But! that means they'll fork off and finish processing independently. It may be worth having them write a response back somewhere. And you could create a listener to pick this up and process it.

share|improve this answer
hmmm maybe I'm misunderstanding. I need all the output from the script (it just writes the output to the terminal, not to a file). Won't I loose the output with this method? – Kevin Apr 2 '12 at 16:01
That's right, although I think you're going to struggle to get each of the processes running asynchronously and have them all feed results into one script. Its certainly possible using process forking php.net/manual/en/function.pcntl-fork.php But not easy, and also not supported in windows. Maybe setting up a simple message queue system to handle this would be a better solution. Check out ZeroMQ, or maybe RabbitMQ. – Lee Davis Apr 2 '12 at 16:56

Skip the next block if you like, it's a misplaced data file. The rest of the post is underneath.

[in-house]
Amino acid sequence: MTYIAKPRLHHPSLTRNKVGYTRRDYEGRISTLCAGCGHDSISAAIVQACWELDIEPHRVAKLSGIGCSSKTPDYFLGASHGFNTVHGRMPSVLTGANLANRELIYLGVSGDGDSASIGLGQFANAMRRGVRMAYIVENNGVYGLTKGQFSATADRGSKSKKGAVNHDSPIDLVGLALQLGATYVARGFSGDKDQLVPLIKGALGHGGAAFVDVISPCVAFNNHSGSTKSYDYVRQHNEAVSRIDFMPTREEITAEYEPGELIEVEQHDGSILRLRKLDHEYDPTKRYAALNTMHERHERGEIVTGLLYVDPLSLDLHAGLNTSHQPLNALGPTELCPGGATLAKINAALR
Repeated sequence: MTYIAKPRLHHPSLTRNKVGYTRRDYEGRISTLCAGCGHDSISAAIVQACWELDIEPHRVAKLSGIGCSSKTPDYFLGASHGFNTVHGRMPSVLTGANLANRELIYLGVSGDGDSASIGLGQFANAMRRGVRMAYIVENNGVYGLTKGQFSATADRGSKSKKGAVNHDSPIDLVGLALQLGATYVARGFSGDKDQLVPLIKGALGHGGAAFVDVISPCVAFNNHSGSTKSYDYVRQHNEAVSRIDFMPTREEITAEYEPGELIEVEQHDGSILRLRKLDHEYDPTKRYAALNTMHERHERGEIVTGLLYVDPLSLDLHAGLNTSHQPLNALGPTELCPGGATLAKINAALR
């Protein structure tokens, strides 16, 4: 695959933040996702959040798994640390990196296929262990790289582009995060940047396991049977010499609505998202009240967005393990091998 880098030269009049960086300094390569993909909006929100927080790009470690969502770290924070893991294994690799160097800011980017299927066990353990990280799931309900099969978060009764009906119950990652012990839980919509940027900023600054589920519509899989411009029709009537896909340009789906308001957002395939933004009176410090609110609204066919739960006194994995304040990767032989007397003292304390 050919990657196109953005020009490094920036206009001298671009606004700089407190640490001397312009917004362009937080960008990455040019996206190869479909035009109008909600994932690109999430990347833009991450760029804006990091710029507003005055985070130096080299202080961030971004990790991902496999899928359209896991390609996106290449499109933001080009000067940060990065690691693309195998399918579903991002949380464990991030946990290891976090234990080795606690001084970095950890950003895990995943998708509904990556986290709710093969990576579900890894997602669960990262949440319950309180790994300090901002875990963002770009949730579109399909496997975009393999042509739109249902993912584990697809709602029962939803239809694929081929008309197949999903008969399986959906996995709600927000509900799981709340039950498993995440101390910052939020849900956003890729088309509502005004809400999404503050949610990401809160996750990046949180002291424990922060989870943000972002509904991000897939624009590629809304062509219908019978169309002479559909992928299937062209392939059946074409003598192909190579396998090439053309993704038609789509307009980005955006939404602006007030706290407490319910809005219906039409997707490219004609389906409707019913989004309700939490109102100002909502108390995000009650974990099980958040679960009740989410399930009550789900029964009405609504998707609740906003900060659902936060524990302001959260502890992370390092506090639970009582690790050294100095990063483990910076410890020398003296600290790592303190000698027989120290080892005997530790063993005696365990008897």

Quoting PHP Documentation :


If a program is started with this function, in order for it to continue running in the background, the output of the program must be redirected to a file or another output stream. Failing to do so will cause PHP to hang until the execution of the program ends.

So, you can exec in background if you redirect the output in a file :

exec("../path/to/script.tcl -parameter1 ".$device['param1']." -parameter2 ".$device['param2']." > outputfile.txt", $execout[$devID]);

But if you want to wait that ALL execs are finished before continuing, you have to make a call back from the external script. Maybe like this :

exec("../path/to/script.tcl -parameter1 ".$device['param1']." -parameter2 ".$device['param2']." > ../path/to/outputfile.txt; ".PHP_BINDIR.DIRECTORY_SEPARATOR."php ../path/to/callback.php", $execout[$devID]);